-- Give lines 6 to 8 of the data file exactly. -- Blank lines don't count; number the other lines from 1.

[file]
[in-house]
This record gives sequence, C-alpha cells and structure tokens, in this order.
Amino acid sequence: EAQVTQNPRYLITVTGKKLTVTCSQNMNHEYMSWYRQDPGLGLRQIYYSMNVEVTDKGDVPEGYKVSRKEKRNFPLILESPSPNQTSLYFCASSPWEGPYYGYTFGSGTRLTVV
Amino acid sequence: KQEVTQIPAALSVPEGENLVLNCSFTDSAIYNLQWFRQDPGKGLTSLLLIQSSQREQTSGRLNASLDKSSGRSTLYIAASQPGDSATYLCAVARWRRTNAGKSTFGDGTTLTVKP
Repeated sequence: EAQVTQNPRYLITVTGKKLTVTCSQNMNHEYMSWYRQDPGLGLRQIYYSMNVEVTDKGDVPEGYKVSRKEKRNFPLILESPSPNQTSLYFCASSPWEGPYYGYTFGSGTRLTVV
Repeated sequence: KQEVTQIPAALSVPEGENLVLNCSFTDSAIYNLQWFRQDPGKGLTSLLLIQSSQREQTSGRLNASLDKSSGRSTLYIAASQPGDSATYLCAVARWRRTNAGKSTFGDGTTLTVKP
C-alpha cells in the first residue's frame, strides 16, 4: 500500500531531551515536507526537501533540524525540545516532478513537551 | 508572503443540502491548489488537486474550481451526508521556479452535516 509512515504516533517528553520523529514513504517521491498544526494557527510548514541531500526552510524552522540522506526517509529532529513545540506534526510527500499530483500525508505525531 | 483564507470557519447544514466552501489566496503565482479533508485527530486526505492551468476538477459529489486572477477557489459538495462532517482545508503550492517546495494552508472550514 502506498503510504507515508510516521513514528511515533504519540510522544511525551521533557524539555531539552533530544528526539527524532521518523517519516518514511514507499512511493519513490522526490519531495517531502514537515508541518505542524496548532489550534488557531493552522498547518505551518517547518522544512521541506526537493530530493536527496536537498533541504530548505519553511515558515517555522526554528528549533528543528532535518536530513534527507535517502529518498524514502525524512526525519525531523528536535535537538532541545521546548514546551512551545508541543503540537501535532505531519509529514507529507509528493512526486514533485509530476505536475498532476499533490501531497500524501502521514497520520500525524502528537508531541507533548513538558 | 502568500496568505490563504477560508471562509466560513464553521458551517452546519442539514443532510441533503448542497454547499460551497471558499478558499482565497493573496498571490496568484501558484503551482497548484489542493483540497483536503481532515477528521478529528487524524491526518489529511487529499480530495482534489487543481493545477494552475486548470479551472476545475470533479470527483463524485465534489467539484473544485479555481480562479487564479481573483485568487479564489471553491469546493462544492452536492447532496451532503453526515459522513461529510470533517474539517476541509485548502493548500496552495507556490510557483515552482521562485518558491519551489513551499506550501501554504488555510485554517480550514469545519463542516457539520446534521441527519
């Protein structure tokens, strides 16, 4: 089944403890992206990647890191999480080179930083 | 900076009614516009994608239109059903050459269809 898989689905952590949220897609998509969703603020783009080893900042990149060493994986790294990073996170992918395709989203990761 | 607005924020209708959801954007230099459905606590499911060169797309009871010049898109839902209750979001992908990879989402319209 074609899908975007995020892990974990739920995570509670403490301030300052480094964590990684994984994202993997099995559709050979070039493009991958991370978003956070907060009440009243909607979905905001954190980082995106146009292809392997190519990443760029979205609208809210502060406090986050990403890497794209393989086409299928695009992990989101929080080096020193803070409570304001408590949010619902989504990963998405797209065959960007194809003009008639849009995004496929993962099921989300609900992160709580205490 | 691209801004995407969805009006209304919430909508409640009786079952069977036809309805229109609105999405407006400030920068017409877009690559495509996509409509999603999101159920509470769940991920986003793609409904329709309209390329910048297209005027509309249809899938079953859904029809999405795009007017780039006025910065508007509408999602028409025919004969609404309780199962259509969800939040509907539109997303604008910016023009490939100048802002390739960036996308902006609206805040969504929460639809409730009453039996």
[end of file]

Repeated sequence: KQEVTQIPAALSVPEGENLVLNCSFTDSAIYNLQWFRQDPGKGLTSLLLIQSSQREQTSGRLNASLDKSSGRSTLYIAASQPGDSATYLCAVARWRRTNAGKSTFGDGTTLTVKP
C-alpha cells in the first residue's frame, strides 16, 4: 500500500531531551515536507526537501533540524525540545516532478513537551 | 508572503443540502491548489488537486474550481451526508521556479452535516 509512515504516533517528553520523529514513504517521491498544526494557527510548514541531500526552510524552522540522506526517509529532529513545540506534526510527500499530483500525508505525531 | 483564507470557519447544514466552501489566496503565482479533508485527530486526505492551468476538477459529489486572477477557489459538495462532517482545508503550492517546495494552508472550514 502506498503510504507515508510516521513514528511515533504519540510522544511525551521533557524539555531539552533530544528526539527524532521518523517519516518514511514507499512511493519513490522526490519531495517531502514537515508541518505542524496548532489550534488557531493552522498547518505551518517547518522544512521541506526537493530530493536527496536537498533541504530548505519553511515558515517555522526554528528549533528543528532535518536530513534527507535517502529518498524514502525524512526525519525531523528536535535537538532541545521546548514546551512551545508541543503540537501535532505531519509529514507529507509528493512526486514533485509530476505536475498532476499533490501531497500524501502521514497520520500525524502528537508531541507533548513538558 | 502568500496568505490563504477560508471562509466560513464553521458551517452546519442539514443532510441533503448542497454547499460551497471558499478558499482565497493573496498571490496568484501558484503551482497548484489542493483540497483536503481532515477528521478529528487524524491526518489529511487529499480530495482534489487543481493545477494552475486548470479551472476545475470533479470527483463524485465534489467539484473544485479555481480562479487564479481573483485568487479564489471553491469546493462544492452536492447532496451532503453526515459522513461529510470533517474539517476541509485548502493548500496552495507556490510557483515552482521562485518558491519551489513551499506550501501554504488555510485554517480550514469545519463542516457539520446534521441527519
């Protein structure tokens, strides 16, 4: 089944403890992206990647890191999480080179930083 | 900076009614516009994608239109059903050459269809 898989689905952590949220897609998509969703603020783009080893900042990149060493994986790294990073996170992918395709989203990761 | 607005924020209708959801954007230099459905606590499911060169797309009871010049898109839902209750979001992908990879989402319209 074609899908975007995020892990974990739920995570509670403490301030300052480094964590990684994984994202993997099995559709050979070039493009991958991370978003956070907060009440009243909607979905905001954190980082995106146009292809392997190519990443760029979205609208809210502060406090986050990403890497794209393989086409299928695009992990989101929080080096020193803070409570304001408590949010619902989504990963998405797209065959960007194809003009008639849009995004496929993962099921989300609900992160709580205490 | 691209801004995407969805009006209304919430909508409640009786079952069977036809309805229109609105999405407006400030920068017409877009690559495509996509409509999603999101159920509470769940991920986003793609409904329709309209390329910048297209005027509309249809899938079953859904029809999405795009007017780039006025910065508007509408999602028409025919004969609404309780199962259509969800939040509907539109997303604008910016023009490939100048802002390739960036996308902006609206805040969504929460639809409730009453039996």